Sun. Oct 2nd, 2022
An anguished man in a suit addresses a microphone in front of a WHO logo.
enlarge Director General of the World Health Organization (WHO), Tedros Adhanom Ghebreyesus, will give a press conference on the situation regarding the COVID-19 on February 24, 2020 at the WHO headquarters in Geneva.

As outbreaks of the new coronavirus flared up in several countries outside of China, experts from the World Health Organization tried Monday to contain media fears and speculation that the public health emergency will turn into a pandemic.

“I have consistently spoken about the need for facts, not fear,” WHO Director-General Tedros Adhanom Ghebreyesus said in a news conference Monday. “Using the word ‘pandemic’ now doesn’t fit the facts, but it can certainly create fear.”

As always, the director general (who goes by Dr. Tedros) and his colleagues at WHO tried to divert the conversation from speculation and worst-case scenarios. Instead, they want to focus on data and preparation. In doing so, Dr. Tedros, however, notes that some of the latest figures on the epidemic are “deeply concerning.”

Since last week, officials have reported a rapid increase in COVID-19 cases in several countries, namely South Korea, Iran and Italy. On Monday, February 24, South Korea confirmed 763 cases and seven deaths — a dramatic increase from the 30 cases and zero deaths it had counted just a week ago.

The situation in Italy also went from three cases early last week to 124 confirmed cases and two deaths on Monday. Iran went from zero to 43 cases in the same period and has reported eight deaths.

The numbers have sparked many media reports over the weekend speculating whether the new coronavirus outbreak is or will become a pandemic. For now, said Dr. Tedros, isn’t it.

“Our decision on whether or not to use the word ‘pandemic’ to describe an epidemic is based on an ongoing assessment of the geographic distribution of the virus, the severity of the disease it causes, and the impact it has on society as a whole,” he explains. † “Right now we are not witnessing the uncontrolled global spread of this virus, and we are not witnessing large-scale serious illness or death.”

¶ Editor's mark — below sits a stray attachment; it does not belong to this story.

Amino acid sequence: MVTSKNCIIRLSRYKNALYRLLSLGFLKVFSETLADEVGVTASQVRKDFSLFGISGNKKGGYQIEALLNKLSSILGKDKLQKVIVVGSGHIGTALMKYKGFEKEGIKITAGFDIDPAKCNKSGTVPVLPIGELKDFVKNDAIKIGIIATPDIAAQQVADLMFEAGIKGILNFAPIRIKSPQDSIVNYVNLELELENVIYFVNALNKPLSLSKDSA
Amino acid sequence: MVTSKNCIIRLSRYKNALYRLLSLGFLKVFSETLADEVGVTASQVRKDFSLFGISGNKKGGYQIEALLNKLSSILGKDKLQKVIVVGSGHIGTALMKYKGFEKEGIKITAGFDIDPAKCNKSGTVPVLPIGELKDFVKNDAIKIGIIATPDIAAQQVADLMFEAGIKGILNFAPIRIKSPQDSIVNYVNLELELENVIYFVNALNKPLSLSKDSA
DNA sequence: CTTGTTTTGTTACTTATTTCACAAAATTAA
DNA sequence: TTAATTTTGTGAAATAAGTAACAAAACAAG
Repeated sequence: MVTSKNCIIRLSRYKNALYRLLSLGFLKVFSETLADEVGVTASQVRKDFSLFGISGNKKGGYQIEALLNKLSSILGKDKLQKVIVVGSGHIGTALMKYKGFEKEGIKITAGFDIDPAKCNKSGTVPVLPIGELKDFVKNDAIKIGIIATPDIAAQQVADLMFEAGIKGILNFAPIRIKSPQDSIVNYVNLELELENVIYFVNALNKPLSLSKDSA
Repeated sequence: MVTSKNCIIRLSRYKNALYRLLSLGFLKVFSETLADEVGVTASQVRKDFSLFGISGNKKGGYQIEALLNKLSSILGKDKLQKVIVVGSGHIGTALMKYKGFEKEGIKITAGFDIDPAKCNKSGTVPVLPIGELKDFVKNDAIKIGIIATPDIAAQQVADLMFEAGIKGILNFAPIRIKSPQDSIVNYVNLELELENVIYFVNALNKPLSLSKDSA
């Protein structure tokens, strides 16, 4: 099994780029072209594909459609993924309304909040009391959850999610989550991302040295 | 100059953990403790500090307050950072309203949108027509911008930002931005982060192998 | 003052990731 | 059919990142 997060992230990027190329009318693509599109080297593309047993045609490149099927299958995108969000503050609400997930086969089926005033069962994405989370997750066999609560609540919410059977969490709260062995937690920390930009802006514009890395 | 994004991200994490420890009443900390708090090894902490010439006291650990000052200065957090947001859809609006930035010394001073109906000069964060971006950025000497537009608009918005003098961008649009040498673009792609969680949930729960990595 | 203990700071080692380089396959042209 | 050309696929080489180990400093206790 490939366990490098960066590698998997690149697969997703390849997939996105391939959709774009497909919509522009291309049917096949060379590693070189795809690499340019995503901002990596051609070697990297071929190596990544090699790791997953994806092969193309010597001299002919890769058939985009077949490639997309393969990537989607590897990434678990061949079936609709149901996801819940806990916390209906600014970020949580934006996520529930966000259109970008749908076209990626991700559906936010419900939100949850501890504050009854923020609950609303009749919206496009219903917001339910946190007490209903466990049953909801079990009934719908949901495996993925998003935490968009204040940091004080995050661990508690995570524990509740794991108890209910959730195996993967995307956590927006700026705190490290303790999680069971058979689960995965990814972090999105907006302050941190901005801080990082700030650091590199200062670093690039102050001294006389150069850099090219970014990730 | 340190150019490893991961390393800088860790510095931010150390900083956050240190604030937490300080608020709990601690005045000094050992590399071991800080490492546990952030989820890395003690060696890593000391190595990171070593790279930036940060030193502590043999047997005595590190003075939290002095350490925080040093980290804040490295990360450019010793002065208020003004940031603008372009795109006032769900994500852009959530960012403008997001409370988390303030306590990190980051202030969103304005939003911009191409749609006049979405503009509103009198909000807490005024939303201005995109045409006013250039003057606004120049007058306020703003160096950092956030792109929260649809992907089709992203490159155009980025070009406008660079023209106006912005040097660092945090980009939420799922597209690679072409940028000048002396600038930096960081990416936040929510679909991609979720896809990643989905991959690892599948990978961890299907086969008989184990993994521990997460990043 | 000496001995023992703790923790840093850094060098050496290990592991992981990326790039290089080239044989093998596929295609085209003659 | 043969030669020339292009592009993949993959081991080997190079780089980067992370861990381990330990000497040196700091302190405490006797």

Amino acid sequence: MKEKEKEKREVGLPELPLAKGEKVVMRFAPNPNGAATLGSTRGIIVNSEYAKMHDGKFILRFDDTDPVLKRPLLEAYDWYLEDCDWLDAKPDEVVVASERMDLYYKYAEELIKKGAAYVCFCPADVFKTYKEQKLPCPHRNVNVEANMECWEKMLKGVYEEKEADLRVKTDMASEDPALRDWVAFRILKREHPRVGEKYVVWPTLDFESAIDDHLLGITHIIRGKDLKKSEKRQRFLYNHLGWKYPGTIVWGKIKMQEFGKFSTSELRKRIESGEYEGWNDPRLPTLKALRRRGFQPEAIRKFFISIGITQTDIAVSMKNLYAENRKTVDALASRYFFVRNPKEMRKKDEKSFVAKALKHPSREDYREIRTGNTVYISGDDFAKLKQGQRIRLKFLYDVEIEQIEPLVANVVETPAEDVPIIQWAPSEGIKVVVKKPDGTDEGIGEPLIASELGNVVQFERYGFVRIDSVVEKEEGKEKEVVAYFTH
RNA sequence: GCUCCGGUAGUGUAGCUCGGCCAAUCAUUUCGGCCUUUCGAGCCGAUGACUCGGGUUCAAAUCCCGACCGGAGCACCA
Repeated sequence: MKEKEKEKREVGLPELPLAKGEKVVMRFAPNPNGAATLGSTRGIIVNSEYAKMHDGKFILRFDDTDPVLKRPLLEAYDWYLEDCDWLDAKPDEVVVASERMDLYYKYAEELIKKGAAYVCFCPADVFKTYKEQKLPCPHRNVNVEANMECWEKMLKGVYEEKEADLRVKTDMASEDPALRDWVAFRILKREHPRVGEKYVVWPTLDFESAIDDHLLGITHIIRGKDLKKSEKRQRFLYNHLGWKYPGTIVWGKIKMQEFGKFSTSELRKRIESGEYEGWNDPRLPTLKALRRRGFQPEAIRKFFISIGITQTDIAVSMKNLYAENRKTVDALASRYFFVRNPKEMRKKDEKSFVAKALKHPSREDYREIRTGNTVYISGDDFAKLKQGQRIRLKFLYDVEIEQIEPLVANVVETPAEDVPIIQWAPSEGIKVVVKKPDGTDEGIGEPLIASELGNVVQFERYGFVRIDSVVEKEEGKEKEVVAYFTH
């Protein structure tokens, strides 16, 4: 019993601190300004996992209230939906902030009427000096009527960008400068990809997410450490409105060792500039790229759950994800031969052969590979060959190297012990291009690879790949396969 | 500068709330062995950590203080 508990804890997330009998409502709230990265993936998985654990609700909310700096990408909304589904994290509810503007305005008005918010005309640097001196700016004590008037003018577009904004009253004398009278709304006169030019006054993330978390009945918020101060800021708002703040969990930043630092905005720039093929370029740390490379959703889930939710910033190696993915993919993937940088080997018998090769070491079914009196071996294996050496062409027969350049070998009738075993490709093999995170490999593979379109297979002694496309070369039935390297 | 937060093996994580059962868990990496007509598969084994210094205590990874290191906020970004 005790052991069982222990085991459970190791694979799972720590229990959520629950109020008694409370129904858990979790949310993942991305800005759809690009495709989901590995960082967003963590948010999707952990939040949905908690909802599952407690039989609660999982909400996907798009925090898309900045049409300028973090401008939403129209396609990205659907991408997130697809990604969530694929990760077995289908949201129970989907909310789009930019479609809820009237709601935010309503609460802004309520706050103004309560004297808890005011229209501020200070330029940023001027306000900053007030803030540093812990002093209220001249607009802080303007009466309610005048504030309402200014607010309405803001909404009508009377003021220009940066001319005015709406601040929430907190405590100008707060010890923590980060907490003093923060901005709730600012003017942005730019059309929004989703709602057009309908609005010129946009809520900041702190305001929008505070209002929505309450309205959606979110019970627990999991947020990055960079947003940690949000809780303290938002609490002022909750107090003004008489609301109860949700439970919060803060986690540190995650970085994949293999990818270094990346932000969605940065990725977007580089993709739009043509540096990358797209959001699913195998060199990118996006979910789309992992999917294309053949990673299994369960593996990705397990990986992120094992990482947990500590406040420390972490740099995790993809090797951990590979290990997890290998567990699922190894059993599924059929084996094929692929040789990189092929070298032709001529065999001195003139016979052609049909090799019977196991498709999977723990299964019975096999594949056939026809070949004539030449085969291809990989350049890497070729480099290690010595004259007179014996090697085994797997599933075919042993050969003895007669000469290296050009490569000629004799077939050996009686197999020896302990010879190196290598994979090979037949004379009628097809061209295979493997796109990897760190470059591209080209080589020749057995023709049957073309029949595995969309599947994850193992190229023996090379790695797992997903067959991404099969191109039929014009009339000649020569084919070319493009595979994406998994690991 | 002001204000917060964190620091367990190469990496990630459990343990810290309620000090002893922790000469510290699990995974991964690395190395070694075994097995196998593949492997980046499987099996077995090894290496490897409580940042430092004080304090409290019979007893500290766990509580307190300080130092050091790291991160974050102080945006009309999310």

Assessing risk

dr. Tedros summarized some of the most recent case and disease data from China, noting that cases are on the decline there and have been declining since Feb. 2.

In Wuhan, where the outbreak began in December, the death rate from COVID-19 appears to be between 2 and 4 percent. US experts have noted that this high death rate may be due in part to the city’s health systems being extremely overwhelmed by the outbreak and facilities being short of medical supplies.

Outside of Wuhan, the death rate from COVID-19 in China is about 0.7 percent, said Dr. Tedros. But many public health experts have suggested that even that figure may be higher than the true death rate, as many mild, non-fatal cases may not have been counted. If counted, they would dilute the death toll, leading to a lower death rate.

For those with mild infections — which is more than 80 percent of cases, according to Chinese data — recovery takes about two weeks. More serious infections can take three to six weeks to recover.

dr. Tedros also reported that the coronavirus itself does not appear to be mutating.

“The most important message that should give hope, courage and confidence to all countries is that this virus can be contained,” said Dr. Tedros on the latest review from China.

“Does this virus have pandemic potential? Absolutely, it has. Are we there yet? According to our assessment, not yet.”

Tomorrow, a team of experts from WHO and China will unveil more details about a technical report on the situation, including 22 recommendations on how best to handle the epidemic.

Worldwide

As of Monday, there were more than 79,400 cases worldwide, with 2,622 deaths. The vast majority of cases and deaths occur in China. About 2,100 cases and 23 deaths are spread across 31 countries outside China, as well as the Diamond Princess cruise ship docked in Yokohama, Japan.

Also Monday, the US Centers for Disease Control and Prevention updated the number of cases in the country from 34 on Friday to 53 today. The jump is largely due to a rise in the number of cases among repatriated passengers from the Diamond Princess† The number of cases among those travelers rose from 18 to 36.

All cases in the United States to date have been related to travel or have been in people repatriated from outbreak areas and therefore already considered high risk.

The risk to the general American public is still considered low at this point. However, the CDC has said it expects cases to continue to be identified and spread in the community could occur. The agency says it is working with state and local health systems to prepare for that opportunity.

By akfire1

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